By Manuel Cereijo

The Chinese have the space capabilities of the most advanced industrialized countries. They build and launch long-range missiles, put satellites in orbit, and, as of late 2000, plan a national strategy for manned space flight. China has been able to, according to intelligent sources, leap-frogged years of R&D by spying on the United States.

What are stolen secrets good for? Understanding their value helps in developing an appropriate response. The most obvious value is to apply what has been learned directly to one's own programs. From knowledge of a competitor's technology can flow accurate assessment of the capabilities it opens up and hence insight into the competitor's intentions.

Espionage is not a phantom menace or a paranoid fantasy. Following the collapse of the USSR in 1991, it was confirmed that, from the 1940s on, the Soviets stole U.S. nuclear and aerospace secrets, and made significant use of the material. Presently, Russia has in Cuba, among other bases in other countries, the Lourdes electronic espionage base. China operates from Cuba, in conjunction with the Cubans, the Bejucal electronic espionage base.This is a base built by Russia for the Cubans, and finished in 1997.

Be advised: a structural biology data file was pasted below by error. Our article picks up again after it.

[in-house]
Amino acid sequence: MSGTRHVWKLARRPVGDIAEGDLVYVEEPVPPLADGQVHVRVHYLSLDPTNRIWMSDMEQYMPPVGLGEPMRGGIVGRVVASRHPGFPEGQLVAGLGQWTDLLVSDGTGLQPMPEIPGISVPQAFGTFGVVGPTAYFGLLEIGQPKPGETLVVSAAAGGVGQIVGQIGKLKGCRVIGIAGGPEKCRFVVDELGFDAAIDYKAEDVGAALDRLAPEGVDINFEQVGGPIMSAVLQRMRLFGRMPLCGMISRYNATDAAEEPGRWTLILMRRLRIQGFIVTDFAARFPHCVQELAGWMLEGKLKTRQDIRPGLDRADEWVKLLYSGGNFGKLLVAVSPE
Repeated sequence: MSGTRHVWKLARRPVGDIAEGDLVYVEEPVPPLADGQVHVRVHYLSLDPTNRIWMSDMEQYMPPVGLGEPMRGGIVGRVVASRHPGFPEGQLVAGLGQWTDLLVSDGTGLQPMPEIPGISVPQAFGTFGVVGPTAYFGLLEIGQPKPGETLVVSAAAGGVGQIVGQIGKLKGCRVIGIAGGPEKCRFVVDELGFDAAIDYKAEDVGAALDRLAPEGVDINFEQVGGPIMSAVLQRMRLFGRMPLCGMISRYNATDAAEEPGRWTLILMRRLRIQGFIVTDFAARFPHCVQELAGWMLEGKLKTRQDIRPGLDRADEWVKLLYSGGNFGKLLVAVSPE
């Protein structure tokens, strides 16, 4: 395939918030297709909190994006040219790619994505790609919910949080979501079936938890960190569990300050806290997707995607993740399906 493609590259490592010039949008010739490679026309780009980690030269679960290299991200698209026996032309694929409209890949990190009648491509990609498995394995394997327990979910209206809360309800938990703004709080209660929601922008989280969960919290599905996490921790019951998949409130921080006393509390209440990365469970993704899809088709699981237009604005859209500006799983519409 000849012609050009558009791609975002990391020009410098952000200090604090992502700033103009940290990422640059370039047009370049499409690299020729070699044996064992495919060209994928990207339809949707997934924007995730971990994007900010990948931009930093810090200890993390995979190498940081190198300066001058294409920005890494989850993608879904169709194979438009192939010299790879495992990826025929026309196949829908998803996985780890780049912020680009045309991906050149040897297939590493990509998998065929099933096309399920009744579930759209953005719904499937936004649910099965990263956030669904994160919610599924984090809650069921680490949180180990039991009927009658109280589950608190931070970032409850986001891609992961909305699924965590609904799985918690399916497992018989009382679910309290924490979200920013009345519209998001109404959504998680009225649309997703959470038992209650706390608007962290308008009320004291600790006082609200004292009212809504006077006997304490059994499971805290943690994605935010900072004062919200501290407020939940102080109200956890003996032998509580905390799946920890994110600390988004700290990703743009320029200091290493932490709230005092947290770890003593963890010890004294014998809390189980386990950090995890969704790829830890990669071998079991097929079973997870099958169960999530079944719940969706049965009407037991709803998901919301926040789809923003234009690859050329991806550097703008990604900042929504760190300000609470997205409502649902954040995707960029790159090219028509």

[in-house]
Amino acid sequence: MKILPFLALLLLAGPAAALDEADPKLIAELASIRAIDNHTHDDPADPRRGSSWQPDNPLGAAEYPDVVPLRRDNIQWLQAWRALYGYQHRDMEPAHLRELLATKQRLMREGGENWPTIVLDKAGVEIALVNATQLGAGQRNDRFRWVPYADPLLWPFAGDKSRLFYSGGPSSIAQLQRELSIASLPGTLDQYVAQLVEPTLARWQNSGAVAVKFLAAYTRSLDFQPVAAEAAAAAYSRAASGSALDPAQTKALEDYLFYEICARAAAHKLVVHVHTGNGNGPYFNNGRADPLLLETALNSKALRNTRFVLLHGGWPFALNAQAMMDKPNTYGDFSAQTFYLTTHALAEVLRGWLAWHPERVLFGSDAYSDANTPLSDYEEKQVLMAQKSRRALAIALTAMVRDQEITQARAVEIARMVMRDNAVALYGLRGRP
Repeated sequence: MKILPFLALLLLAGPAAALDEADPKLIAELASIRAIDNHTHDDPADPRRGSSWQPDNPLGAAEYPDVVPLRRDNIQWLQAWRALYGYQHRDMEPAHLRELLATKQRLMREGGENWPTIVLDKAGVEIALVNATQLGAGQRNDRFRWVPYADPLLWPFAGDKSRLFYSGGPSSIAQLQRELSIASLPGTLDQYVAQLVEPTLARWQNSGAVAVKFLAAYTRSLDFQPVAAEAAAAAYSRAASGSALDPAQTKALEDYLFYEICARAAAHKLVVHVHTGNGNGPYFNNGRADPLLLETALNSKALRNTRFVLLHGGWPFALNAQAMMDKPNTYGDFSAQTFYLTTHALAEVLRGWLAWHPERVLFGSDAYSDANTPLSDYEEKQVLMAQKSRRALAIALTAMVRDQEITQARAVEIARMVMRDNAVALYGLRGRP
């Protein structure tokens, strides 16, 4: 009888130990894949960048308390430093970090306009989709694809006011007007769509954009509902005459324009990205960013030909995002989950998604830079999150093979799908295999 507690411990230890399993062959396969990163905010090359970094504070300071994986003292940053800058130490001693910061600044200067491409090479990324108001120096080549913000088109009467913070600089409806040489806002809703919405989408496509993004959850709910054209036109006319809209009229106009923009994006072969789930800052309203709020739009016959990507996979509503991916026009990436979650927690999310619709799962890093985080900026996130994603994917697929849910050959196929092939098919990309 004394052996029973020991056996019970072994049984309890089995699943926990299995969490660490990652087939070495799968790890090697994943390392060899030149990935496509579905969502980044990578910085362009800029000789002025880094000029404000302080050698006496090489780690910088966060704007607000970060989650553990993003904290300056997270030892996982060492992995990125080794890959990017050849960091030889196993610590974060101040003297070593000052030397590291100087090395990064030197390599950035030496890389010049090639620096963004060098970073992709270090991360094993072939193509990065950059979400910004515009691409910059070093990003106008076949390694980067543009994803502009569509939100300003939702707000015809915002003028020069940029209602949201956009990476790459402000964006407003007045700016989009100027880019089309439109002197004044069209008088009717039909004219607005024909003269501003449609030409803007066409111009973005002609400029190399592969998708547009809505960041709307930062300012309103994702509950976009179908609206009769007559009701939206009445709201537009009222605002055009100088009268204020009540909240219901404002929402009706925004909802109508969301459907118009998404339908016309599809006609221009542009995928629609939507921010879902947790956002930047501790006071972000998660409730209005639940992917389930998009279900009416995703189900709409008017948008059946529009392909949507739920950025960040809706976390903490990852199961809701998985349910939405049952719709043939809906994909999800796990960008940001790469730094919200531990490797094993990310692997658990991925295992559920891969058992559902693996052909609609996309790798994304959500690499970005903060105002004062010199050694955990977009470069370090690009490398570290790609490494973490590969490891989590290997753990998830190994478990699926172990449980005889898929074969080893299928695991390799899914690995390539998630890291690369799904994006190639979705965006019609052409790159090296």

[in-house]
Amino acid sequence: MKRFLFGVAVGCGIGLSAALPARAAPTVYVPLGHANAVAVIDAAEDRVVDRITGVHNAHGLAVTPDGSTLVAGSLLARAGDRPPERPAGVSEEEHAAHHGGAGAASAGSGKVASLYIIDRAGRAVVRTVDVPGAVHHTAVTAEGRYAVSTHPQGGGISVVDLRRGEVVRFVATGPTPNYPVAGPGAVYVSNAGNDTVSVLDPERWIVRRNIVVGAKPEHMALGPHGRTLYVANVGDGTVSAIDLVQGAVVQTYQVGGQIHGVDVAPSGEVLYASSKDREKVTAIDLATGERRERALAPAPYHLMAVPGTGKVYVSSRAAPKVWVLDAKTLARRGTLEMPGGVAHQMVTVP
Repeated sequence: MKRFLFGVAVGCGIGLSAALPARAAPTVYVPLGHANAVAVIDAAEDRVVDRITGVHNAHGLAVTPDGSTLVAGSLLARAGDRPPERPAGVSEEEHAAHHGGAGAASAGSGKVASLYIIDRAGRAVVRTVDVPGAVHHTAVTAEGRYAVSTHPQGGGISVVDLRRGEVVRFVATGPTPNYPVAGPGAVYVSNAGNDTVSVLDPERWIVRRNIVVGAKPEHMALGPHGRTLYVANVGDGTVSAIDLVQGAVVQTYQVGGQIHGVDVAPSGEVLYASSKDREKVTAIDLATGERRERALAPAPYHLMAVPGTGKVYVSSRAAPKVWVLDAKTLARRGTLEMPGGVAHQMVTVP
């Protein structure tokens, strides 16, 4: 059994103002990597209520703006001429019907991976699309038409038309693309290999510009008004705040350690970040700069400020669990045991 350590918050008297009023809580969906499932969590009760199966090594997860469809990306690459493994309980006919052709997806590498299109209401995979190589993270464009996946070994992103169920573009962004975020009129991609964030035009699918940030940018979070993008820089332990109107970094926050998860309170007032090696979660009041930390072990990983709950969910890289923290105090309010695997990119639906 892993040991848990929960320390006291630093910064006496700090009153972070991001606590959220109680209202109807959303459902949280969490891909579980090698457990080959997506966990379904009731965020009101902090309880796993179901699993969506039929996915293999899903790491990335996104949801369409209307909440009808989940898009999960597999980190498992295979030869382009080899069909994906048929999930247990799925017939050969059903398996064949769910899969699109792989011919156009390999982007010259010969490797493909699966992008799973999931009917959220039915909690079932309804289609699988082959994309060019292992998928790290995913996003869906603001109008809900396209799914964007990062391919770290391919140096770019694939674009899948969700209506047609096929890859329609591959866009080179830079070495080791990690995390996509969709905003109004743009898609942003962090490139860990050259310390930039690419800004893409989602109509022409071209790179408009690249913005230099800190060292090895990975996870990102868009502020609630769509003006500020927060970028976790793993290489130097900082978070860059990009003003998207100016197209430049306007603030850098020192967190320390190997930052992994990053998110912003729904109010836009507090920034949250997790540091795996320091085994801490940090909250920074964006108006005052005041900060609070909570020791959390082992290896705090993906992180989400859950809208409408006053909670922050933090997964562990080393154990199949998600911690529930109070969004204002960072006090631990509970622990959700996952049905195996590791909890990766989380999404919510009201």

There is nothing backward about Chinese capabilities when it comes to missile and space technology. In terms of missile weapons, China developed an ICBM called the Dong-Feng 5in the 70s. In power is equivalent to a U.S. Titan or Atlas missile. The two stage missile has a range of about 12,000 kms. And carries a single 3 megaton warhead. These missiles are being replaced with newer models with greater range and accuracy.

Still more advanced ICBMs are under development. Missiles are kept in tunnels and employ other so-called survivability enhancements so they can resist surprise attacks, nuclear or conventional. The Dong-Feng-5 is also the basis of the Chinese space launch family, the Chang-Zheng-2 (Long March) and its derivatives. China has converted an ICBM base at Taiyuan, southwest of Beijing, into a satellite launching center. China is only the third country in the world to operate recoverable satellites, which can bring photographic film and experimental specimens back to earth.

The first satellite to be launched on Earth in the 21st century was a test of the Shenzhou-2 unmanned spaceship on January 9, 2001. China expects to launch up to 10 space vehicles this year, nearly twice its annual rate of the 1990s.China will likely seek space technology "shortcuts" where they can be found, and to develop them domestically when needed.

Here lies the importance of the every day closer ties between Cuba and China, and the growing scientific and military Chinese presence in Cuba.


Manuel Cereijo

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